Brahma is a "secondary creator" as described in the Mahabharata and Puranas, and among the most studied and described. Born from a lotus emerging from the navel of Vishnu, Brahma creates all the forms in the universe, but not the primordial universe itself. In contrast, the Shiva-focussed Puranas describe Brahma and Vishnu to have been created by Ardhanarishvara, that is half Shiva and half Parvati; or alternatively, Brahma was born from Rudra, or Vishnu, Shiva and Brahma creating each other cyclically in different aeons (kalpa). Thus in most Puranic texts, Brahma's creative activity depends on the presence and power of a higher god.
In other versions of creation, the creator deity is the one who is equivalent to the Brahman, the metaphysical reality in Hinduism. In Vaishnavism, Vishnu creates Brahma and orders him to order the rest of universe. In Shaivism, Shiva may be treated as the creator. In Shaktism, the Great Goddess creates the Trimurti.
Pangu can be interpreted as another creator deity. In the beginning there was nothing in the universe except a formless chaos. However this chaos began to coalesce into a cosmic egg for eighteen thousand years. Within it, the perfectly opposed principles of yin and yang became balanced and Pangu emerged (or woke up) from the egg. Pangu is usually depicted as a primitive, hairy giant with horns on his head (like the Greek Pan) and clad in furs. Pangu set about the task of creating the world: he separated Yin from Yang with a swing of his giant axe, creating the Earth (murky Yin) and the Sky (clear Yang). To keep them separated, Pangu stood between them and pushed up the Sky. This task took eighteen thousand years, with each day the sky grew ten feet higher, the Earth ten feet wider, and Pangu ten feet taller. In some versions of the story, Pangu is aided in this task by the four most prominent beasts, namely the Turtle, the Qilin, the Phoenix, and the Dragon.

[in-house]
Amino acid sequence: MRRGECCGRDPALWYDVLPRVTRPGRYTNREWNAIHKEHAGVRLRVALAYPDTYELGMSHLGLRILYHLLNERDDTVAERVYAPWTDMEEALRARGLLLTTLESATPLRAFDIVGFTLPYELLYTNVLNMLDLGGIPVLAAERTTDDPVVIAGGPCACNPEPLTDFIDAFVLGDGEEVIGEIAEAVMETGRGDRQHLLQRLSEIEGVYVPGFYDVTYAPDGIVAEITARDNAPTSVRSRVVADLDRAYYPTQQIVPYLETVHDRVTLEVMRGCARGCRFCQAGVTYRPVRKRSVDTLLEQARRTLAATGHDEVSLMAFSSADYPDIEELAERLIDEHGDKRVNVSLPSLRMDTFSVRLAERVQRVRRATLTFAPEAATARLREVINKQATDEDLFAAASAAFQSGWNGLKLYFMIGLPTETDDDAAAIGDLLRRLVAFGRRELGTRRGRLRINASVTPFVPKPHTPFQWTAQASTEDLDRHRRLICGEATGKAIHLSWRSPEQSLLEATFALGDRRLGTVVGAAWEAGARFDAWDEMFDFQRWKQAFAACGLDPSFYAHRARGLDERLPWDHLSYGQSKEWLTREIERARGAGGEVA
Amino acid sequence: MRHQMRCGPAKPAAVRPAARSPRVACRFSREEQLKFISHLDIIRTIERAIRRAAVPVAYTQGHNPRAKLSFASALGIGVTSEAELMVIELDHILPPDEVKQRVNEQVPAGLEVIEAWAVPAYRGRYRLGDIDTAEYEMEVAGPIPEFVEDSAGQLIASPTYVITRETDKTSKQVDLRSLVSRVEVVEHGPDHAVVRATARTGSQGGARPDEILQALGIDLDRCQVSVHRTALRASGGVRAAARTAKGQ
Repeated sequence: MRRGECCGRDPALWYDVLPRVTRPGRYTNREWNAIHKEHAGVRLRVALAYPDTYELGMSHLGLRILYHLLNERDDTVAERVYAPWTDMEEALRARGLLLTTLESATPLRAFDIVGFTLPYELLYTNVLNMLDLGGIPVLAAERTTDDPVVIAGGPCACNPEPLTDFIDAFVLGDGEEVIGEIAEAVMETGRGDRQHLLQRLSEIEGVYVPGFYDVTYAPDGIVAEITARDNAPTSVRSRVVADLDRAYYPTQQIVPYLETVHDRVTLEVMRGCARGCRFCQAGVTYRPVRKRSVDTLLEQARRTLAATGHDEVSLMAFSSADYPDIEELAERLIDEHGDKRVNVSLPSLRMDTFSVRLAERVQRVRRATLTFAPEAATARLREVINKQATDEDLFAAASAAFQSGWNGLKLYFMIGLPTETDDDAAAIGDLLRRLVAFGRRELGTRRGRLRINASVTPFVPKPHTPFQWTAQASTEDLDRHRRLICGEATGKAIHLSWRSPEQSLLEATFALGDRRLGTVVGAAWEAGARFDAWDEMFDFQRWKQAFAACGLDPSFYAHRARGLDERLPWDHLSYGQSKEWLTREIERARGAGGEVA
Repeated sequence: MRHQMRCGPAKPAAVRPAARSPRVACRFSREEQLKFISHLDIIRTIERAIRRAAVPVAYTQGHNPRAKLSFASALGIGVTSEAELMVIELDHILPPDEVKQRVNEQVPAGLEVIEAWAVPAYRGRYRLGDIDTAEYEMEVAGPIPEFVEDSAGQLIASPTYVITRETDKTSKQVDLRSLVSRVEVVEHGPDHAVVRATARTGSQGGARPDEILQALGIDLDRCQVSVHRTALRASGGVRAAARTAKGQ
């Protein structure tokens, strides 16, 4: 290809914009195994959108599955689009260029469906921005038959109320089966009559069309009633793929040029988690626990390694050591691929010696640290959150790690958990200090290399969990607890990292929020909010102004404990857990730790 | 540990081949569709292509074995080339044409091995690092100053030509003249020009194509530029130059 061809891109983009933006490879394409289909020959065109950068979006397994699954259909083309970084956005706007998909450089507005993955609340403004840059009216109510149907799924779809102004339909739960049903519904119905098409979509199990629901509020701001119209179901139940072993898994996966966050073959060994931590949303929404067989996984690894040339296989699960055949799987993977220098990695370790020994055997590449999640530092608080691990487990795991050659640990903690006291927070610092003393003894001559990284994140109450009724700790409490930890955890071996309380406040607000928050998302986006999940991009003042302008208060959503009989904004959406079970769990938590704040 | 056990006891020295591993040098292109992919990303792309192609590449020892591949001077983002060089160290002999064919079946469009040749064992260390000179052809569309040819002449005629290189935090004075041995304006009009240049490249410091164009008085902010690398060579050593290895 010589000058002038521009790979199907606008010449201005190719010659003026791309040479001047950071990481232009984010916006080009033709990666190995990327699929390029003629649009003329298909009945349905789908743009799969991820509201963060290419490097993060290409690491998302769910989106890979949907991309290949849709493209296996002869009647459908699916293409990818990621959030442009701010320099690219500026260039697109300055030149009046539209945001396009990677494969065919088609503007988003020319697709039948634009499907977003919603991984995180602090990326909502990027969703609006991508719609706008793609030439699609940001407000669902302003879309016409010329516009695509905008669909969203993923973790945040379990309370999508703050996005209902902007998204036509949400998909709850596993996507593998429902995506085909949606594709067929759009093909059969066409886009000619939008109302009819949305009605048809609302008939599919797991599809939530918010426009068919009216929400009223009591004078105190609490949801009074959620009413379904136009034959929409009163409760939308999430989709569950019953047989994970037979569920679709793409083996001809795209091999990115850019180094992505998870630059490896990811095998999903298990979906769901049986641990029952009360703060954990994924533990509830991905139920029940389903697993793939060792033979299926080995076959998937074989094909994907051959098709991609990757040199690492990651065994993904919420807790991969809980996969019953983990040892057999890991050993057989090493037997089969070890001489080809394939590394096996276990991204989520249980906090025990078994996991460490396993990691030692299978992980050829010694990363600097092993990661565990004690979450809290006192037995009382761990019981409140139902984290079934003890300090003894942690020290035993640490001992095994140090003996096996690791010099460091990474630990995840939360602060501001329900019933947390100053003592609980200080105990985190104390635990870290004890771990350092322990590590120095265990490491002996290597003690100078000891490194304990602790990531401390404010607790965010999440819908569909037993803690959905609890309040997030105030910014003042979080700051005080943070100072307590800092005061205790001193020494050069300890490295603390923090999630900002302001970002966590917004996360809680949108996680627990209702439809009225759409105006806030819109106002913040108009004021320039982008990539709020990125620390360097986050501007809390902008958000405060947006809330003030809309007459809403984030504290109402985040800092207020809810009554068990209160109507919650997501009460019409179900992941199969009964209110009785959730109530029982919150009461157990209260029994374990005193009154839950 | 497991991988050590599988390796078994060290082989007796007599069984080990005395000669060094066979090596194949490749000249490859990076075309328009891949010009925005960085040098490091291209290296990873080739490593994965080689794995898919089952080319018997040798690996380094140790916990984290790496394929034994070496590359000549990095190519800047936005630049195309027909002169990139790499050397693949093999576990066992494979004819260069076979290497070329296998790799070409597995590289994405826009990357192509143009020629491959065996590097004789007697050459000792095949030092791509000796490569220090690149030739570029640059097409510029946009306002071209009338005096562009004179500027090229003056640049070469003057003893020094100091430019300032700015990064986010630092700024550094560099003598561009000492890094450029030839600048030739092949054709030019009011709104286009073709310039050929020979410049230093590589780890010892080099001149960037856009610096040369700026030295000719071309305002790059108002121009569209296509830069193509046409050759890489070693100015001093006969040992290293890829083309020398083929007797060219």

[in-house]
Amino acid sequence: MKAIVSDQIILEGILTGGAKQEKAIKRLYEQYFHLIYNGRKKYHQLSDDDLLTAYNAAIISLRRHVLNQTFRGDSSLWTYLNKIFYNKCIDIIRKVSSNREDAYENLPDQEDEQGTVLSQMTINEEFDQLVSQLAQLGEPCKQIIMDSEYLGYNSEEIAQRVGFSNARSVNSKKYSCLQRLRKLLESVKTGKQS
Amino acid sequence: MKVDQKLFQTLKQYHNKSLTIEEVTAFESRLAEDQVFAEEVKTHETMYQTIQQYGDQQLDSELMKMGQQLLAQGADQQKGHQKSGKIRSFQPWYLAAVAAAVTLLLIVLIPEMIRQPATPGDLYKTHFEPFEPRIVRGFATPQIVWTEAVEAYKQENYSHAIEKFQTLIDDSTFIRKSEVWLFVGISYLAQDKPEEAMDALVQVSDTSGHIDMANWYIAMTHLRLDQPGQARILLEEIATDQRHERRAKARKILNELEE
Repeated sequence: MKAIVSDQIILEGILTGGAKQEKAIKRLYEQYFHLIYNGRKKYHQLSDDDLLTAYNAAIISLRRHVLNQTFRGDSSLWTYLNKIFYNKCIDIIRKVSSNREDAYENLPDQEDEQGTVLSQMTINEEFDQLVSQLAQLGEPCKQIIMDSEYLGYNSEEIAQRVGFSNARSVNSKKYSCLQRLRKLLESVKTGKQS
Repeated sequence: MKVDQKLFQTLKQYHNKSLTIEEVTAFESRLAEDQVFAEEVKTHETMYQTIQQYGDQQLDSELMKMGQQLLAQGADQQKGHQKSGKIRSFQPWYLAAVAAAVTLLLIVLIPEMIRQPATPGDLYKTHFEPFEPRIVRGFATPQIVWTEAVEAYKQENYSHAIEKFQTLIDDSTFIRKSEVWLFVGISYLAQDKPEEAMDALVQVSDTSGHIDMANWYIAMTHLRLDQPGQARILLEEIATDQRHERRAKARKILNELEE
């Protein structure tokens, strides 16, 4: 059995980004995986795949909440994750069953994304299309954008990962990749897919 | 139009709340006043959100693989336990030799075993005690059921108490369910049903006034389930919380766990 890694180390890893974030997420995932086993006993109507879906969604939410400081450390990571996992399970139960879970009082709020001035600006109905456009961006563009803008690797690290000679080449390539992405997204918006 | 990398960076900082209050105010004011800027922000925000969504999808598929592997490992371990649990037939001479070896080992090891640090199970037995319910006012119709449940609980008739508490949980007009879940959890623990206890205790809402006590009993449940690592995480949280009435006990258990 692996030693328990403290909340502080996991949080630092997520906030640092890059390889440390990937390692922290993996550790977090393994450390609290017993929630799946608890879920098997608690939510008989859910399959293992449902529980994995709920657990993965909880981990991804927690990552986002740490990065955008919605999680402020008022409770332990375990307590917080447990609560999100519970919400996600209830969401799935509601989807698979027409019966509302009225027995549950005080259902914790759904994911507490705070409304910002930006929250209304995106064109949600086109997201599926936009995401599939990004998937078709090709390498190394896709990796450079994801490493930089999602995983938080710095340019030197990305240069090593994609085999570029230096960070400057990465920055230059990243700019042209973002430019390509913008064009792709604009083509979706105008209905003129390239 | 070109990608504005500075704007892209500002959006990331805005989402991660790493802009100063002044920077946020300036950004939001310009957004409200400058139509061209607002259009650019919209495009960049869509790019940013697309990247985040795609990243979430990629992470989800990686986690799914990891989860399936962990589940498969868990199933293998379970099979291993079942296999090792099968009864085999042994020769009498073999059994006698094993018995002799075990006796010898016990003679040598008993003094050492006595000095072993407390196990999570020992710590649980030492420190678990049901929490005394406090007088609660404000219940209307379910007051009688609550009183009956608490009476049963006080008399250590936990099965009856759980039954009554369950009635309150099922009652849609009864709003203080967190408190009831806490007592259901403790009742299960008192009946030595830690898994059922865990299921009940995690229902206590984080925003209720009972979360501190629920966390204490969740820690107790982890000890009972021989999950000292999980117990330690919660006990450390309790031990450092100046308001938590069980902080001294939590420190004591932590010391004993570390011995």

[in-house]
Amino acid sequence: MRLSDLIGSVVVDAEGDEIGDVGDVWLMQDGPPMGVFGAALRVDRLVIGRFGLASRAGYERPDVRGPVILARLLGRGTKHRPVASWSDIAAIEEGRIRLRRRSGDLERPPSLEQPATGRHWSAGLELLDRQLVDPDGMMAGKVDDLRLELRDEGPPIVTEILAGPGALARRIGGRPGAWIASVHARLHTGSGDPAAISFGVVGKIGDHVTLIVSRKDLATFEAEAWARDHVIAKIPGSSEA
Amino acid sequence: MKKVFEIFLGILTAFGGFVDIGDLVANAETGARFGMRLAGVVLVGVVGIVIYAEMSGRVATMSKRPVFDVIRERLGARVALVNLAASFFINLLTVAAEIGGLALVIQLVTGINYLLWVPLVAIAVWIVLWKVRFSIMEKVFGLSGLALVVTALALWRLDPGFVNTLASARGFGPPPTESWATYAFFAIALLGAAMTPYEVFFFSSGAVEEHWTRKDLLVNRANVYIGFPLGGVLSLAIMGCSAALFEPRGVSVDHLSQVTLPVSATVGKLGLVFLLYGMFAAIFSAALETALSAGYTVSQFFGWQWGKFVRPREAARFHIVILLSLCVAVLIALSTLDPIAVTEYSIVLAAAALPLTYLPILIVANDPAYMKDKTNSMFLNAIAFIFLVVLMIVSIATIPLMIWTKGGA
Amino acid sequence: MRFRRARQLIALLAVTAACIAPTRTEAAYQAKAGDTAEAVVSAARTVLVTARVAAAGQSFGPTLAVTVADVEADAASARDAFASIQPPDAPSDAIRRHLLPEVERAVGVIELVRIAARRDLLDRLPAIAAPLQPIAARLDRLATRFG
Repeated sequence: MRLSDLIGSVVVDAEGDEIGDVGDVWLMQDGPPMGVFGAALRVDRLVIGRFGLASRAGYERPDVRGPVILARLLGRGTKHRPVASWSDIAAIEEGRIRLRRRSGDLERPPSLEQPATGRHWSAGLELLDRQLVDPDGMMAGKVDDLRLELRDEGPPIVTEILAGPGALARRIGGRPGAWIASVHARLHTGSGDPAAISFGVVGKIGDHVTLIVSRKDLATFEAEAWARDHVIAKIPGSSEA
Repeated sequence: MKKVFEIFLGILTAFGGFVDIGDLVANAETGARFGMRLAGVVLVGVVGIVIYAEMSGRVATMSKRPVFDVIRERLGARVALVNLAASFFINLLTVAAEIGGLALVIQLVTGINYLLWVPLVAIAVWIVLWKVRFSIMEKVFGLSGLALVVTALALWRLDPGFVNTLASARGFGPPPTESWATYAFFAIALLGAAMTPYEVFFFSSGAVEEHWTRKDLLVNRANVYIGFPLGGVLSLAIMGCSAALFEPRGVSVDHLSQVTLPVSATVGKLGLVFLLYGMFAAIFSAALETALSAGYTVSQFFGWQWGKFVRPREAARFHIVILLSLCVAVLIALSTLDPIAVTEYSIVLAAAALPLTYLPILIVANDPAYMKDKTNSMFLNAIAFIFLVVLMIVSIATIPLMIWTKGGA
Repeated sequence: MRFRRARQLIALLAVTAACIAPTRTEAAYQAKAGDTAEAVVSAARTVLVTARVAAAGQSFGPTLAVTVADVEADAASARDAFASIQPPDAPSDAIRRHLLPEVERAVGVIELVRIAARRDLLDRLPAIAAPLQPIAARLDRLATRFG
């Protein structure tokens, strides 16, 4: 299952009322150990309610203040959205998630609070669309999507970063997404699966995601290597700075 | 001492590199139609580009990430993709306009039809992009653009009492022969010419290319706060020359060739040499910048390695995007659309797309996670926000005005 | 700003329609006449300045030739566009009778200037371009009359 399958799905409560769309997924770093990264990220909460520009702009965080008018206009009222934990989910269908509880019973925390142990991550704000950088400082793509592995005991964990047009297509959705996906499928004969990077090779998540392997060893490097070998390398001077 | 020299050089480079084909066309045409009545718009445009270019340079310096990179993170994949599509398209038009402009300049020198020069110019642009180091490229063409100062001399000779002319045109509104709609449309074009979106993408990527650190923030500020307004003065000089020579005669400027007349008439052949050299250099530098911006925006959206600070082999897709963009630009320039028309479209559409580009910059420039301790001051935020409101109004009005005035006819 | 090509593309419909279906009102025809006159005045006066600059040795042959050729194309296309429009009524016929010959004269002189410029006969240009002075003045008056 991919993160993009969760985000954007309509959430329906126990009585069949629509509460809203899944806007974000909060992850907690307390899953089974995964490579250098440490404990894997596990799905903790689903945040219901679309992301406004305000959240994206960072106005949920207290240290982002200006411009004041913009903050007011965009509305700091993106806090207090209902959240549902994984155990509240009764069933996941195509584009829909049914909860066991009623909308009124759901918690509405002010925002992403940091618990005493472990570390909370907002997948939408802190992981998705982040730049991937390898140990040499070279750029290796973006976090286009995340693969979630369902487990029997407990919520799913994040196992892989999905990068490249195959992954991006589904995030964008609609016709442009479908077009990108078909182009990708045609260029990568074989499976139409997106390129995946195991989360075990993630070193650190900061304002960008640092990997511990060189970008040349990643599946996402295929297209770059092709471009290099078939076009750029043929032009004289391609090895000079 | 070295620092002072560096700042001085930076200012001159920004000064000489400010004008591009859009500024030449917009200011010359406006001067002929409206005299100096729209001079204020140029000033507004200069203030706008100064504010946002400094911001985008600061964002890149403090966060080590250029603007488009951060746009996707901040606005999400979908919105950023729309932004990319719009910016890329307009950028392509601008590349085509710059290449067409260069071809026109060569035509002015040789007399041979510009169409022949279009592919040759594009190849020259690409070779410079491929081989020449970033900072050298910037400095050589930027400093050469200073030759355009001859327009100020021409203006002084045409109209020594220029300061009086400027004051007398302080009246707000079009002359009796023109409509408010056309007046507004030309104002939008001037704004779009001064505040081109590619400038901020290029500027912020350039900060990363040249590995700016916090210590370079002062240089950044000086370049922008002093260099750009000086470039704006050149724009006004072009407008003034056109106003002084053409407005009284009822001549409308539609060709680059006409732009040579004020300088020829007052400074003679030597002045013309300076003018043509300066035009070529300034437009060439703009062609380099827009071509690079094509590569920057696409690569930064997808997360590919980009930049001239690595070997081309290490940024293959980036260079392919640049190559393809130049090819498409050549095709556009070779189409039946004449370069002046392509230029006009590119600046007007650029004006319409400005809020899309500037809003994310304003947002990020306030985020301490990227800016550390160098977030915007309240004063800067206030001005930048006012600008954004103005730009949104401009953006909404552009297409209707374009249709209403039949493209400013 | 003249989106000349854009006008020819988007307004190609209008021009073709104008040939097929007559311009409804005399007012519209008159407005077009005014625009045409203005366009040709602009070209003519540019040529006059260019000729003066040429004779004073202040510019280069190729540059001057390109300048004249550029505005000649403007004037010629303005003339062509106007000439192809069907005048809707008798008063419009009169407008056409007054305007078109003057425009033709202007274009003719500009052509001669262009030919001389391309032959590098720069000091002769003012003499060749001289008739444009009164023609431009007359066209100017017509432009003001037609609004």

After eighteen thousand years had elapsed, Pangu was laid to rest. His breath became the wind; his voice the thunder; left eye the sun and right eye the moon; his body became the mountains and extremes of the world; his blood formed rivers; his muscles the fertile lands; his facial hair the stars and milky way; his fur the bushes and forests; his bones the valuable minerals; his bone marrows sacred diamonds; his sweat fell as rain; and the fleas on his fur carried by the wind became human beings all over the world.
Shangdi is another creator deity, possibly prior to Pangu; sharing concepts similar to Abrahamic faiths.